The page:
Wednesday, June 22, 2011

New Railroad Construction In Denver

It's always a good sign when your friendly neighborhood railroad, usually BNSF or Union Pacific west of Chicago, starts adding capacity in your region. It could be a second main line between two points only a few miles apart, or it could be a third or (wow!) fourth main for 20 miles or more. After a century of contraction and abandoned routes, railroads are cautiously upgrading and adding rail routes.

When the Florence & Cripple Creek Railroad stopped operations in 1912 and officially abandoned its 35 miles between Florence and Victor, Colorado in 1915, it was the first few pebbles that heralded the beginning of an avalanche. By one estimate, nearly 2,000 route miles were abandoned by railroads in Colorado between 1915 and 1966, only 51 years. Put another way, 40 miles of railroad vanished every year for that period. Now, some of that was an elimination of duplicate routes between railroads, but a lot more was the reduction of service and wholesale abandonment of routes and complete railroads.

Factors range from competing traffic by asphalt and airplane to regulatory restrictions that were largely undone by the Staggers Act. So it's refreshing to see any new expansion, such as the UP project Kevin Morgan is tracking that adds a second main between C&S Junction and Arvada. Kevin said in an update why UP needs it.
UP appears to want the second track to be able to park a coal train between Tennyson Street and Lamar Street without blocking crossing. If both of the two new Belt Bypass tracks have trains in them, this would provide a new place for parking trains east of Leyden or Rocky.

Right in his proverbial back yard, Kevin has the ability to monitor, photograph and update us via a dedicated page on his already-robust Colorado Railfan web site. Thanks, Kevin, for tackling this!

While not quite a major railroad expansion, it certainly hopes to alleviate a growing traffic snarl when beer and coal compete for space on Denver's rails. As far as an historic railroad expansion on the horizon, I believe market pressures in the next 20 years are going to push travelers away from fuel-intensive transportation like air and highway, and continue toward passenger rail, provided no other alternatives show up, like matter-to-energy conversion (Beam me up, Scotty!). Even if that happens, Amtrak will still be trying to do more with less, and pleasing half its riders while disappointing the other half. Some things never change.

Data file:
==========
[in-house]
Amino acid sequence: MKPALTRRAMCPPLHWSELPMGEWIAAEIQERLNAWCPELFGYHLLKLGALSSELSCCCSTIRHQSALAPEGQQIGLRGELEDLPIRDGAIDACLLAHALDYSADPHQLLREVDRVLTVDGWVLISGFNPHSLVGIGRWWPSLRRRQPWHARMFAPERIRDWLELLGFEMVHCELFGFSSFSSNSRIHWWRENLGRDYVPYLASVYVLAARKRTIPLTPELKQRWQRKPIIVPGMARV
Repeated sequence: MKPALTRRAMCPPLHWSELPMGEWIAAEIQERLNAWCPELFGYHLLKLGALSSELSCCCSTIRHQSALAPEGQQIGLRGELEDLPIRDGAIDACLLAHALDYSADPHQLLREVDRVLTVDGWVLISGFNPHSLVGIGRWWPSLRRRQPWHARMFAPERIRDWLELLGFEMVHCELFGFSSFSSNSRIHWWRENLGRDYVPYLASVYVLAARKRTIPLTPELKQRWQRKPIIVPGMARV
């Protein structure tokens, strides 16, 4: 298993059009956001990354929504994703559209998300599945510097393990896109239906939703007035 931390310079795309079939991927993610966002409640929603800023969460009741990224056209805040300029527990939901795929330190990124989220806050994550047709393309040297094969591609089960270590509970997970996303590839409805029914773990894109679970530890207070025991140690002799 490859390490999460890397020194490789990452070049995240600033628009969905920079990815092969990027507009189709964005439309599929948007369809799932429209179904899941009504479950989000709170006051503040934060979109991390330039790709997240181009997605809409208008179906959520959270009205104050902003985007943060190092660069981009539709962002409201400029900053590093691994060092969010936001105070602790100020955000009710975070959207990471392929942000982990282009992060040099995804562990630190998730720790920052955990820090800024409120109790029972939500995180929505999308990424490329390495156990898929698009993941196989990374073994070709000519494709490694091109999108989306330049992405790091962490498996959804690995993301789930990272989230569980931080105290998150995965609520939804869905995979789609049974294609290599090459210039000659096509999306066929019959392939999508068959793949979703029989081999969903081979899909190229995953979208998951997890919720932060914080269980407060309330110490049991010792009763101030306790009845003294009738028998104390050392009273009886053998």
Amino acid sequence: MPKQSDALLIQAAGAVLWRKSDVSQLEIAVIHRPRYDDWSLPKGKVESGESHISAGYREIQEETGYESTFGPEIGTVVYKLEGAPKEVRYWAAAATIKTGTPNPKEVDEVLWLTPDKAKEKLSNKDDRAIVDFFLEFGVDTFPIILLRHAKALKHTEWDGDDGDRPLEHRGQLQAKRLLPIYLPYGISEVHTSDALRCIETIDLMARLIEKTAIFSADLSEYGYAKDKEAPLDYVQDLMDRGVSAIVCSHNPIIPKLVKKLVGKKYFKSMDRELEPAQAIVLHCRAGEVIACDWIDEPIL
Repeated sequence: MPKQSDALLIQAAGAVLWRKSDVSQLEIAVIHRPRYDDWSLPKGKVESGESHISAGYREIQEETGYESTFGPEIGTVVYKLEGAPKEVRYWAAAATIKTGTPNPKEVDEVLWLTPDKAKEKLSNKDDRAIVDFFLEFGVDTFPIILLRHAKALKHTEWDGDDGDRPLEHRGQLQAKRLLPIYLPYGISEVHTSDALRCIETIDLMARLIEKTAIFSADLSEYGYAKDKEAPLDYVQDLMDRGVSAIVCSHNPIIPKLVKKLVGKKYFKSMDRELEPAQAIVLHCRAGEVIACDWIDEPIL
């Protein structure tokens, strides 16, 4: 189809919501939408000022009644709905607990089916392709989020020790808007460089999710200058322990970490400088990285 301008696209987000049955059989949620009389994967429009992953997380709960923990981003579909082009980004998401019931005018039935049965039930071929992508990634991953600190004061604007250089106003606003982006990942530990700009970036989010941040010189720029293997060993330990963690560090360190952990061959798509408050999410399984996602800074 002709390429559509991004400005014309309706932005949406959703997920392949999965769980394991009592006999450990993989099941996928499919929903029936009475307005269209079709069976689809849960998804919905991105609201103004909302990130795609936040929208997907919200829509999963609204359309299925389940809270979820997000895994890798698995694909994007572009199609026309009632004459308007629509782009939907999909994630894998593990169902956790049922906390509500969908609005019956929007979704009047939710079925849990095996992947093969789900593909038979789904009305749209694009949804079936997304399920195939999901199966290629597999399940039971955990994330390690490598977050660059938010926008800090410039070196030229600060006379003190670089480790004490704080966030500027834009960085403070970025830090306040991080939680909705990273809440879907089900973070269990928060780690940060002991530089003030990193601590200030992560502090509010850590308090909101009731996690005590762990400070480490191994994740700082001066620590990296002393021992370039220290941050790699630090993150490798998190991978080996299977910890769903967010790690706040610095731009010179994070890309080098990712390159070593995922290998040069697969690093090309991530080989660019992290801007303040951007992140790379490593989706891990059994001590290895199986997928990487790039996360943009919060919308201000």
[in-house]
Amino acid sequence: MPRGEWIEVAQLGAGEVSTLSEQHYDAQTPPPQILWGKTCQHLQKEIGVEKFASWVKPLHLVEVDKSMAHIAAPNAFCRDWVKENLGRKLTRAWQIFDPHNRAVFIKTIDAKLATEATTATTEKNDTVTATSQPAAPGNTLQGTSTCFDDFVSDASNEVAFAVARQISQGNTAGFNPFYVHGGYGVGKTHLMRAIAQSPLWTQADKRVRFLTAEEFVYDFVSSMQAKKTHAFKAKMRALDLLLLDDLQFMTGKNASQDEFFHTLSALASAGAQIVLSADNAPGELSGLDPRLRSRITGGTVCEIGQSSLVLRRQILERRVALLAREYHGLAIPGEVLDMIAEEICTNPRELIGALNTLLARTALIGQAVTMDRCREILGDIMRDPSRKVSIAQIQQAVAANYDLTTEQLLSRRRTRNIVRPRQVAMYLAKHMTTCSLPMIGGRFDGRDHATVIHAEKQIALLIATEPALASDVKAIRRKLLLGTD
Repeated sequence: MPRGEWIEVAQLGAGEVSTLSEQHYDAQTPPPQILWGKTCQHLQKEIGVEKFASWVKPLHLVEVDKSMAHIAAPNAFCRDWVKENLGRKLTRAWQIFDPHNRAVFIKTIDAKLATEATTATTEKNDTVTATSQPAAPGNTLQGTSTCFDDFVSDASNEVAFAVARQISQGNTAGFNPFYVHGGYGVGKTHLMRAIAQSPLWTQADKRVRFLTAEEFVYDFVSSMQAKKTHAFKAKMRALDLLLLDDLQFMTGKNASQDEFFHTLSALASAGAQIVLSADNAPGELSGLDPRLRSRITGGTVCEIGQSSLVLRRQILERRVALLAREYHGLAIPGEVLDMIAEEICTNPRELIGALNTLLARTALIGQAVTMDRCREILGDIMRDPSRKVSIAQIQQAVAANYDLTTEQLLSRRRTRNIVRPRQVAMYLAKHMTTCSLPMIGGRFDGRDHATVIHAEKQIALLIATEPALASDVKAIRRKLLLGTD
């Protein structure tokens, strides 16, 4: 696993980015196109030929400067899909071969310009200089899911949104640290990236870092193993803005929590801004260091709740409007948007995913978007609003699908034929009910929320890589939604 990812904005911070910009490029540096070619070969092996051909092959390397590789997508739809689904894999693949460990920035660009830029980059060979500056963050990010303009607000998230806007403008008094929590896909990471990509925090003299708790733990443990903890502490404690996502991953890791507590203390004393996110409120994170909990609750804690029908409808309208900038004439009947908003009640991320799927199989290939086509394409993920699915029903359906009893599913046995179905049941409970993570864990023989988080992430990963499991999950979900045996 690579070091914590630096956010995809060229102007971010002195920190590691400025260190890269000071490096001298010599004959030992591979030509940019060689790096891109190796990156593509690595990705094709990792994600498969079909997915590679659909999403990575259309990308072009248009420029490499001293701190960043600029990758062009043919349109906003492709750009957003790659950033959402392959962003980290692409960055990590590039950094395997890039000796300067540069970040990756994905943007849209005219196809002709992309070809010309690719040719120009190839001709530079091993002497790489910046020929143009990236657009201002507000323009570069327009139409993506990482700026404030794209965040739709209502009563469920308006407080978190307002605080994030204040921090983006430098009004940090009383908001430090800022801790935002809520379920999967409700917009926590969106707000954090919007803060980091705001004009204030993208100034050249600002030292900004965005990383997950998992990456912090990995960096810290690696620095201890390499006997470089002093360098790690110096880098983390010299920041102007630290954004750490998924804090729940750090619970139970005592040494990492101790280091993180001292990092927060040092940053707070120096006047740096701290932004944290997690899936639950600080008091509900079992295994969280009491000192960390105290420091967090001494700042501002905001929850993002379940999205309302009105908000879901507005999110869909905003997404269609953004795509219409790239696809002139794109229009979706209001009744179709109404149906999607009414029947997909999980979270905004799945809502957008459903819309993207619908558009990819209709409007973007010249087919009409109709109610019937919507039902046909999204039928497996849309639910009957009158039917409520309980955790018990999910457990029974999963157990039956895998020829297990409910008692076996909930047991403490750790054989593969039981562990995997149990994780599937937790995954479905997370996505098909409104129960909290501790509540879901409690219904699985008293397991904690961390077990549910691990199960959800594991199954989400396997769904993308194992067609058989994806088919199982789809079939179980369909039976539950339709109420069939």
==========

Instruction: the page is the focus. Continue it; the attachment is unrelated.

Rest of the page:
6 comments:

Helen Bushnell said...

This is great news. Please keep us all updated.

Anonymous said...

I wonder if this track will go as far west as Wadsworth as theres a double bridge there (both were built back in the early 90s right before the SP UP merger).

Steve said...

Anonymous, you and Kevin might be thinking the same thing. According to his project map,

  It may extend further west. That is yet to be determined.

I wonder if that would mean moving or straightening some sidings and switches. Time (and Kevin) will tell.

Art said...

I enjoy reading about Construction projects in Colorado, especially one like this that involves keeping semi-trucks off of the road. I have lived in Boulder for 5 years, and the roads could use a break from all of the huge trucks, especially during the winter. I drive on 36 and that road is in terrible shape. This railroad project is much needed for the roads around Colorado. Being in the construction industry, I definitely try and stay updated on construction projects happening around Colorado. I found a great resource for staying current on Dodge Projects happening around Colorado. If you are like me and enjoy staying current on the construction news happening around Colorado, definitely check out the website.

Anonymous said...

I drove by this project the other day and noticed the grading work went as far west as Pierce St in Arvada. At Lamar there was grading on both sides of the main where it looks like UP may re-install the spur to the nearby lumberyard on the northside. On the southside the grading look to be quite far along, I did notice that the spur to the tanks at the pickle plant on the southside were gone..

Anonymous said...

I happened to drive by on Lamar St yesterday afternoon and on the northside of the main a line of concrete ties with newly laid rail on them was on both sides of the crossing. A sign indicated that the Lamar crossing will be closed from 8/15/11 to 8/18/11.